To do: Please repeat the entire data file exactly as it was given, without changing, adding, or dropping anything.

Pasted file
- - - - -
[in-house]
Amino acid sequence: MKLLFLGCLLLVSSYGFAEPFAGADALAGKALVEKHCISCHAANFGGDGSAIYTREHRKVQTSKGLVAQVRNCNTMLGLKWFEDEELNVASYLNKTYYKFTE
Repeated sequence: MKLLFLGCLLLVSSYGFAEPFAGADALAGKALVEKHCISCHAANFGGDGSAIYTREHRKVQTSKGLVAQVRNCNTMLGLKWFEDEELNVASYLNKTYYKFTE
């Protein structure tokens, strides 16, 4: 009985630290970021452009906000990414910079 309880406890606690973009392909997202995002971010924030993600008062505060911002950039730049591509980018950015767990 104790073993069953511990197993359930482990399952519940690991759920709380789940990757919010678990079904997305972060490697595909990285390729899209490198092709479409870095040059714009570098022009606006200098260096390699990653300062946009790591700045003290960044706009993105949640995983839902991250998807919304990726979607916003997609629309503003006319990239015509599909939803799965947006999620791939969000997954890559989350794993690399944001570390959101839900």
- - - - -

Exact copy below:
[in-house]
Amino acid sequence: MKLLFLGCLLLVSSYGFAEPFAGADALAGKALVEKHCISCHAANFGGDGSAIYTREHRKVQTSKGLVAQVRNCNTMLGLKWFEDEELNVASYLNKTYYKFTE
Repeated sequence: MKLLFLGCLLLVSSYGFAEPFAGADALAGKALVEKHCISCHAANFGGDGSAIYTREHRKVQTSKGLVAQVRNCNTMLGLKWFEDEELNVASYLNKTYYKFTE
């Protein structure tokens, strides 16, 4: 009985630290970021452009906000990414910079 309880406890606690973009392909997202995002971010924030993600008062505060911002950039730049591509980018950015767990 104790073993069953511990197993359930482990399952519940690991759920709380789940990757919010678990079904997305972060490697595909990285390729899209490198092709479409870095040059714009570098022009606006200098260096390699990653300062946009790591700045003290960044706009993105949640995983839902991250998807919304990726979607916003997609629309503003006319990239015509599909939803799965947006999620791939969000997954890559989350794993690399944001570390959101839900």